NICOSIA (Reuters) - Prickly relations with Russia and lagging reforms in Ukraine risk souring the mood for the European Bank for Reconstruction and Development as it holds its annual meeting this week against a mostly cheerful background of quickening global growth.
Doubts persist over Ukraine’s progress in tackling corruption and cleaning up its tax and customs services - important priorities for the EBRD, which is the country’s biggest foreign investor.
In Turkey, now the biggest recipient of EBRD funds, the outlook is clouded by concerns at the increasing concentration of power in the hands of President Tayyip Erdogan, who has carried out a vast purge of the army and public servants since a failed coup attempt last July.
And Russia, once the bank’s biggest lending destination, will again challenge a ban on new investments that the EBRD imposed after Moscow annexed Crimea from Ukraine in 2014.
Russian Economy Minister Maxim Oreshkin will address the bank on Wednesday to argue that the freeze breached internal EBRD rules. But his stance will almost certainly be rejected by shareholders at the meeting in Cyprus..
“This situation was discussed last year by our board and there was no change then to the guidance,” EBRD President Suma Chakrabarti said. “I‘m not expecting it to be very different (in Nicosia).”
Oreshkin may point out that the freeze leaves the EBRD with a shrinking 3.7 billion-euro portfolio in Russia’s recovering economy. That may become a worry for bank profits if Ukraine’s reforms stumble and Turkey’s growth slows.
On the bright side, the EBRD, created in 1991 to invest in former Soviet-bloc states, starts the summit with expectations of accelerating growth in the 36 countries where it provides loans, equity investments and trade guarantees. The International Monetary Fund recently lifted 2017 world growth forecasts to 3.5 percent.
“I think there is something to what (IMF head) Christine Lagarde said about spring being in the air,” Chakrabarti said. “Broadly speaking, most of our countries are heading in the right direction.”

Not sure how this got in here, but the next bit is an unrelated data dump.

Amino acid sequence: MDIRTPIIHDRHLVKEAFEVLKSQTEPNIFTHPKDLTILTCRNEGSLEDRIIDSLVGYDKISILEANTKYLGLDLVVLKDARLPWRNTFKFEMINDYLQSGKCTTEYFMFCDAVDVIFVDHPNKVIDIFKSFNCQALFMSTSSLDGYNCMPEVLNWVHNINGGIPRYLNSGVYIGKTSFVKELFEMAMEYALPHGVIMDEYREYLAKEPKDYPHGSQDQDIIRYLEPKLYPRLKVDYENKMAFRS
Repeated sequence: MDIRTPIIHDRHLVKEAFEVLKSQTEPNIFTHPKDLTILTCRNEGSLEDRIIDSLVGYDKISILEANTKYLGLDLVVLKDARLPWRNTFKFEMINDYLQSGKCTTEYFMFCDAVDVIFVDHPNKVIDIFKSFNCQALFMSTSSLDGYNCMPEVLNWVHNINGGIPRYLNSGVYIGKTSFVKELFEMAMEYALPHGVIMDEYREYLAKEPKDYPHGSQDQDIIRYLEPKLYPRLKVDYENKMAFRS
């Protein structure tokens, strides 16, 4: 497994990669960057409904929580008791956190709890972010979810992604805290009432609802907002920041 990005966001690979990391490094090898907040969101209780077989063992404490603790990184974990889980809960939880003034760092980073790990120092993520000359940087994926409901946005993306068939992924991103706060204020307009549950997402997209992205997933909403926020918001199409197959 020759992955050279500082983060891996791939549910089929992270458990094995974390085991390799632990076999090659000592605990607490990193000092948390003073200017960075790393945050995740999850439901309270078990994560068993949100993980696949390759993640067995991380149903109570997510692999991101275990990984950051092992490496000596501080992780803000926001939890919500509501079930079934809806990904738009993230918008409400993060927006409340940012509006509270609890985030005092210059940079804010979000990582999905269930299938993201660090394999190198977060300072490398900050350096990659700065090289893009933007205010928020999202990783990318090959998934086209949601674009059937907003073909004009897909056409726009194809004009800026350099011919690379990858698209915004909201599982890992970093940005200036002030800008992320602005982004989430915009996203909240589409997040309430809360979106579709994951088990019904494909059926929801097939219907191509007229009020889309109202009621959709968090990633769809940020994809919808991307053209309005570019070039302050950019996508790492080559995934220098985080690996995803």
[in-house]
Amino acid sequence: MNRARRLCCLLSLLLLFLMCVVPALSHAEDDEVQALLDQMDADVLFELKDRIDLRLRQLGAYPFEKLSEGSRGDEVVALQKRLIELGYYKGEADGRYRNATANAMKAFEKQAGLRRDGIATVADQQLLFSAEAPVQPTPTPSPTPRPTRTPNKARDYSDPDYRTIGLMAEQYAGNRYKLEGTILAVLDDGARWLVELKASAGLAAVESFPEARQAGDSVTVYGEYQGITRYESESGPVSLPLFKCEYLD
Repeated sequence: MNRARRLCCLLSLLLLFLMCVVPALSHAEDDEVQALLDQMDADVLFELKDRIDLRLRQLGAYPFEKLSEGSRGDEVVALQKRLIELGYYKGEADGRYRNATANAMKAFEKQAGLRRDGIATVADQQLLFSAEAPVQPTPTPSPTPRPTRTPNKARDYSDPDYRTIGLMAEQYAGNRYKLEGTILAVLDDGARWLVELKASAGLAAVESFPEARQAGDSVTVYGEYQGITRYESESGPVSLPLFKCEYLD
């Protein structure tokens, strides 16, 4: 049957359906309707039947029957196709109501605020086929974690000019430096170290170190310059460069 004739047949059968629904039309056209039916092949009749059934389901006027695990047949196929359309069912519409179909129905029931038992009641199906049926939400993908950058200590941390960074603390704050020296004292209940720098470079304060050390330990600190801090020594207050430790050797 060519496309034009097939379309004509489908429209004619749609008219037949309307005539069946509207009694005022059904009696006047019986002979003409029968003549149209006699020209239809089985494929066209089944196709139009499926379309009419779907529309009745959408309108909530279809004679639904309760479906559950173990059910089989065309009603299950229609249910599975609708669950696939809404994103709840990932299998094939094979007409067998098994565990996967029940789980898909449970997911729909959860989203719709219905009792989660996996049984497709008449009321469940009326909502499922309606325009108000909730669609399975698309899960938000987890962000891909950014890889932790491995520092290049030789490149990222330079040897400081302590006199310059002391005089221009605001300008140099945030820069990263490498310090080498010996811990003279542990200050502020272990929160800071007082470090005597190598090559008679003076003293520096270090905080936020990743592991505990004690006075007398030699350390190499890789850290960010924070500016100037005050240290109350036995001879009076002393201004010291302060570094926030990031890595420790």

Growth and robust financial markets boost the EBRD’s own bottom line. In euro terms, Polish and Greek stocks are up over 20 percent and Turkey, where the EBRD invested 2 billion euros in 2016, is up a similar amount.
Even crisis-hit economies such as Egypt, one of four Arab countries where the EBRD operates, are recovering.
Chakrabarti is keen to highlight the EBRD made one billion euros in profit last year and rarely makes a loss. That is important because the new administration of U.S. President Donald Trump has not clarified its position on funding development banks.
Washington, the EBRD’s biggest shareholder, has not appointed a director to the board after the previous director’s departure.
“I don’t know what the (U.S.) view is yet, nor do any of us because we haven’t got a team to talk to yet. It will be an interesting discussion when we do,” Chakrabarti said.
Proponents of the bank see it a force for improving transparency and the rule of law, a role that goes well beyond the provision of funds.
“The EBRD should be greatly commended in taking an activist approach, in a reform area which has various cross wires – to energy policy, public finances plus also corporate governance, anti-corruption and graft,” said Timothy Ash, a strategist at BlueBay Asset Management.
Officials from Uzbekistan will attend this week, for the first time in almost a decade, as the Central Asian state begins to repair ties with the West. The EBRD may also announce an investment fund targeting the West Bank.
But Chakrabarti has signaled caution about further expansion. “I would certainly counsel (development banks) to think carefully before they ask for a capital increase...because that is not the mood I see generally,” he said.
Reporting by Marc Jones; Editing by Mark Trevelyan